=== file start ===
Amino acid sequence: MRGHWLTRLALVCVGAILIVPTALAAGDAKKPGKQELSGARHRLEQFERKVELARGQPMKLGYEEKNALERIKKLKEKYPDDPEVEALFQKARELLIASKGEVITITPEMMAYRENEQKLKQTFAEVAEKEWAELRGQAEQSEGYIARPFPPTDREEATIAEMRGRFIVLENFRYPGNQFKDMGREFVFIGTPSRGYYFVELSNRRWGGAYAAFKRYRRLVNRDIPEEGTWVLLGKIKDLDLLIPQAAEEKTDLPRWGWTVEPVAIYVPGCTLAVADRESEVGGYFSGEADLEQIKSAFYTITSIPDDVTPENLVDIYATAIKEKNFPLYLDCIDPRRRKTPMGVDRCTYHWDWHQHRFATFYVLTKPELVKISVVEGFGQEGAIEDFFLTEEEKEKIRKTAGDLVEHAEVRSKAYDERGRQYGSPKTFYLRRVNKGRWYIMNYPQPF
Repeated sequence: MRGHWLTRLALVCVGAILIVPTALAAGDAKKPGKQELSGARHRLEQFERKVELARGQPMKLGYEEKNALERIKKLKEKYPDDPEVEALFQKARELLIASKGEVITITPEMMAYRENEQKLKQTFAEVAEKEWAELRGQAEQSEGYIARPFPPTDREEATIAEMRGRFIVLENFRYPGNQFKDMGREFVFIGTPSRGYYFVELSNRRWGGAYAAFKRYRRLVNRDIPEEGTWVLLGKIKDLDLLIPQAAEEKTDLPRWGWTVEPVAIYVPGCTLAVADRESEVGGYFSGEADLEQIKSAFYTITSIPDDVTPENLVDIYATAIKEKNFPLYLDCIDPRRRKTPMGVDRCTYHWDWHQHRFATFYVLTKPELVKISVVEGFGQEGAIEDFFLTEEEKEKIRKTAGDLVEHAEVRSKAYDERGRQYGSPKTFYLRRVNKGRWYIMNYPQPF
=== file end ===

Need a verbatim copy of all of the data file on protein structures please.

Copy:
Amino acid sequence: MRGHWLTRLALVCVGAILIVPTALAAGDAKKPGKQELSGARHRLEQFERKVELARGQPMKLGYEEKNALERIKKLKEKYPDDPEVEALFQKARELLIASKGEVITITPEMMAYRENEQKLKQTFAEVAEKEWAELRGQAEQSEGYIARPFPPTDREEATIAEMRGRFIVLENFRYPGNQFKDMGREFVFIGTPSRGYYFVELSNRRWGGAYAAFKRYRRLVNRDIPEEGTWVLLGKIKDLDLLIPQAAEEKTDLPRWGWTVEPVAIYVPGCTLAVADRESEVGGYFSGEADLEQIKSAFYTITSIPDDVTPENLVDIYATAIKEKNFPLYLDCIDPRRRKTPMGVDRCTYHWDWHQHRFATFYVLTKPELVKISVVEGFGQEGAIEDFFLTEEEKEKIRKTAGDLVEHAEVRSKAYDERGRQYGSPKTFYLRRVNKGRWYIMNYPQPF
Repeated sequence: MRGHWLTRLALVCVGAILIVPTALAAGDAKKPGKQELSGARHRLEQFERKVELARGQPMKLGYEEKNALERIKKLKEKYPDDPEVEALFQKARELLIASKGEVITITPEMMAYRENEQKLKQTFAEVAEKEWAELRGQAEQSEGYIARPFPPTDREEATIAEMRGRFIVLENFRYPGNQFKDMGREFVFIGTPSRGYYFVELSNRRWGGAYAAFKRYRRLVNRDIPEEGTWVLLGKIKDLDLLIPQAAEEKTDLPRWGWTVEPVAIYVPGCTLAVADRESEVGGYFSGEADLEQIKSAFYTITSIPDDVTPENLVDIYATAIKEKNFPLYLDCIDPRRRKTPMGVDRCTYHWDWHQHRFATFYVLTKPELVKISVVEGFGQEGAIEDFFLTEEEKEKIRKTAGDLVEHAEVRSKAYDERGRQYGSPKTFYLRRVNKGRWYIMNYPQPF